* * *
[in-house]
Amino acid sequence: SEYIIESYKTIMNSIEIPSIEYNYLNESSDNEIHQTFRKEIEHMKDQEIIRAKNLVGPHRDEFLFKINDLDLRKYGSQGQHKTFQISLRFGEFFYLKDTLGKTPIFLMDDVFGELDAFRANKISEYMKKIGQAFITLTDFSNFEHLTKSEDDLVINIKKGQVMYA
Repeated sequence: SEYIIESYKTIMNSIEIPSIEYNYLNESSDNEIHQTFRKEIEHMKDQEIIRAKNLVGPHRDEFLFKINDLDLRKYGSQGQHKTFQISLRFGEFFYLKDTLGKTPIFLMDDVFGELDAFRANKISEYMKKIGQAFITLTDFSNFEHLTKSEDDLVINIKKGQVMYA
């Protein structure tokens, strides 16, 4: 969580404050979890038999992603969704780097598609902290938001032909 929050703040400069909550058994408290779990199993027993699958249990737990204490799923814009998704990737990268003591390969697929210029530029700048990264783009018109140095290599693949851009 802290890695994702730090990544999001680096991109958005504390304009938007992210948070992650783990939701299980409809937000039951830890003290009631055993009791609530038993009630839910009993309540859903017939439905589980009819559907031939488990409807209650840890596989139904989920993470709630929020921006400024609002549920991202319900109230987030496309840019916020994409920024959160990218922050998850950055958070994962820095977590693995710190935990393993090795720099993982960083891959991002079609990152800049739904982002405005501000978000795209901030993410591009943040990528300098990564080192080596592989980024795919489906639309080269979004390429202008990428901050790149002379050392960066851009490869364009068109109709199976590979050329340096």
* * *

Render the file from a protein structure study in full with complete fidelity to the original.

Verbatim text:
[in-house]
Amino acid sequence: SEYIIESYKTIMNSIEIPSIEYNYLNESSDNEIHQTFRKEIEHMKDQEIIRAKNLVGPHRDEFLFKINDLDLRKYGSQGQHKTFQISLRFGEFFYLKDTLGKTPIFLMDDVFGELDAFRANKISEYMKKIGQAFITLTDFSNFEHLTKSEDDLVINIKKGQVMYA
Repeated sequence: SEYIIESYKTIMNSIEIPSIEYNYLNESSDNEIHQTFRKEIEHMKDQEIIRAKNLVGPHRDEFLFKINDLDLRKYGSQGQHKTFQISLRFGEFFYLKDTLGKTPIFLMDDVFGELDAFRANKISEYMKKIGQAFITLTDFSNFEHLTKSEDDLVINIKKGQVMYA
């Protein structure tokens, strides 16, 4: 969580404050979890038999992603969704780097598609902290938001032909 929050703040400069909550058994408290779990199993027993699958249990737990204490799923814009998704990737990268003591390969697929210029530029700048990264783009018109140095290599693949851009 802290890695994702730090990544999001680096991109958005504390304009938007992210948070992650783990939701299980409809937000039951830890003290009631055993009791609530038993009630839910009993309540859903017939439905589980009819559907031939488990409807209650840890596989139904989920993470709630929020921006400024609002549920991202319900109230987030496309840019916020994409920024959160990218922050998850950055958070994962820095977590693995710190935990393993090795720099993982960083891959991002079609990152800049739904982002405005501000978000795209901030993410591009943040990528300098990564080192080596592989980024795919489906639309080269979004390429202008990428901050790149002379050392960066851009490869364009068109109709199976590979050329340096």